Every now and then, life deals you one of those ”could have knocked me down with a feather” moments, the kind of surprise that used to have my grandmother exclaiming that she’d go to t’foot of our stairs.
I never really understood that one, but I had such a moment myself this week and I was, as the more eloquent Yorkshire people might say, truly gobsmacked.
In common with most Leeds United fans, I’m delighted to hear that our famous old Elland Road stadium is finally getting a makeover, some much-needed beautification in advance of the new season. The ground has an appeal all of its own anyway, but there’s no denying all that concrete and steel could do with a touch of adornment here and there. New owner Andrea Radrizzani appears to appreciate this; plans are now afoot to enhance the stadium aesthetics in time for the first home game of the new campaign, against Preston.
Imagine my surprise, though, when I discovered via Facebook that it’s another former member of my old Hemsworth High School sixth form group who’s behind the imaginative rebranding of Elland Road. Paul Peppiate was the star of the
A-level art class in my time at Hemsworth; you could tell that he was destined for great things, and he went on to make his mark as a graphic and motion designer of note, working on many prominent TV productions. If you ever watched
“Goodnight Sweetheart” or “Heartbeat”, among others, you’ll be familiar with his work and now, as Chief Operations Officer of Works Ltd, the Leeds-based design company, he’s turned his talents to the transformation of Leeds United’s
iconic stadium. The thing is, though, that Paul – whisper it softly – is a diehard follower of that other United from over the hills near Manchester. It’s an irony not lost upon Paul himself, but he’s determined to do all he can to enhance the appeal of Elland Road and Leeds United, club loyalties notwithstanding. When we were at the same school all those years ago, I wasn’t really aware of his Old Trafford connection, though I happily noted in later times the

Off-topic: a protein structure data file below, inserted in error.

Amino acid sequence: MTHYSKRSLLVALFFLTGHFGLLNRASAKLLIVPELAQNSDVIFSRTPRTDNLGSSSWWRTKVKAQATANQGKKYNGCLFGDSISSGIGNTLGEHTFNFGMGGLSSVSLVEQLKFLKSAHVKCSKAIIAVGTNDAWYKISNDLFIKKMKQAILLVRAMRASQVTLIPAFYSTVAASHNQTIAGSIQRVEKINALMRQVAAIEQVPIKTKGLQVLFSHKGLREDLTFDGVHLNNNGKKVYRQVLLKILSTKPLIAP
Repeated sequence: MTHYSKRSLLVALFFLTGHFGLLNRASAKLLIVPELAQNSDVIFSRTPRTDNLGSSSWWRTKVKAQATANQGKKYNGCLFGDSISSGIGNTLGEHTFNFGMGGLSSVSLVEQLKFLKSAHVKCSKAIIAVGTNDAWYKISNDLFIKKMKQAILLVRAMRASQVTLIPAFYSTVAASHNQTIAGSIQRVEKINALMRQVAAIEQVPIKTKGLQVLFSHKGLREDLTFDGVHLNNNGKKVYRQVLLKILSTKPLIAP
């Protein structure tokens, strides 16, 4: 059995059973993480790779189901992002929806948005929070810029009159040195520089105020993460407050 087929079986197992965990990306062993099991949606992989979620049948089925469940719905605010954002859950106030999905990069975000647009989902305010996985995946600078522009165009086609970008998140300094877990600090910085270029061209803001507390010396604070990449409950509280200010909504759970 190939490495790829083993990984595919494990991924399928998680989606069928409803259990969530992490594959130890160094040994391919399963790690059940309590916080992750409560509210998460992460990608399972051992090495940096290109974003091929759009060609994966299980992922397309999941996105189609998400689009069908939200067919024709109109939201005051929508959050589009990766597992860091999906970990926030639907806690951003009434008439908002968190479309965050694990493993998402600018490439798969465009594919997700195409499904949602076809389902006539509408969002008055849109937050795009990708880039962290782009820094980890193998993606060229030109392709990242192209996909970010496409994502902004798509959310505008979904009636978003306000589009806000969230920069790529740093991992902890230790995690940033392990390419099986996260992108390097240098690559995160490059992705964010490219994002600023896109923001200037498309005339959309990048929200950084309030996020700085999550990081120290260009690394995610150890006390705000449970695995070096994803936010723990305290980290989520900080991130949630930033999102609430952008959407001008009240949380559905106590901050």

professional progress of my old Hemsworth co-student. It was only after re-establishing contact via social media that I found to my dismay that I’d gained a Facebook friend with what is, to me, a baffling football allegiance. Still,
you have to be grown-up about these things, and I waited patiently for the occasional Man U defeat, with the opportunity that afforded me to rub the sting of failure well and truly in. Really, it would serve me right if a certain
Monsieur Cantona figured prominently in the East Stand graphic – but I understand that wiser counsel and the dictates of good taste have prevailed. In truth, the actual design element is being undertaken by a Leeds fan Works employee,
which has to be a good thing – but there’s no doubt that the driving forces behind the project have a strong devotion to our 2010 FA Cup victims. Given that perhaps incongruous fact, the dedication and enthusiasm behind the project is
praiseworthy indeed; as Paul says, “We’re putting our heart and soul into it”. A productive working relationship has sprung up between the Works and Leeds United, with Radrizzani showing his desire to improve the Elland Road fan
experience and genuinely give something back to the supporters after a distressing few years. At the end of the day, Brian, it’s all about the football; being able to show pride in your club and stadium. If that means working
hand-in-hand with Old Trafford devotees, well – what better way of moving forward in the modern era, burying past differences and becoming truly United? It’s a strangely warm feeling – and I’m hoping it’ll continue at least until the
next time we knock “them” out of the Cup.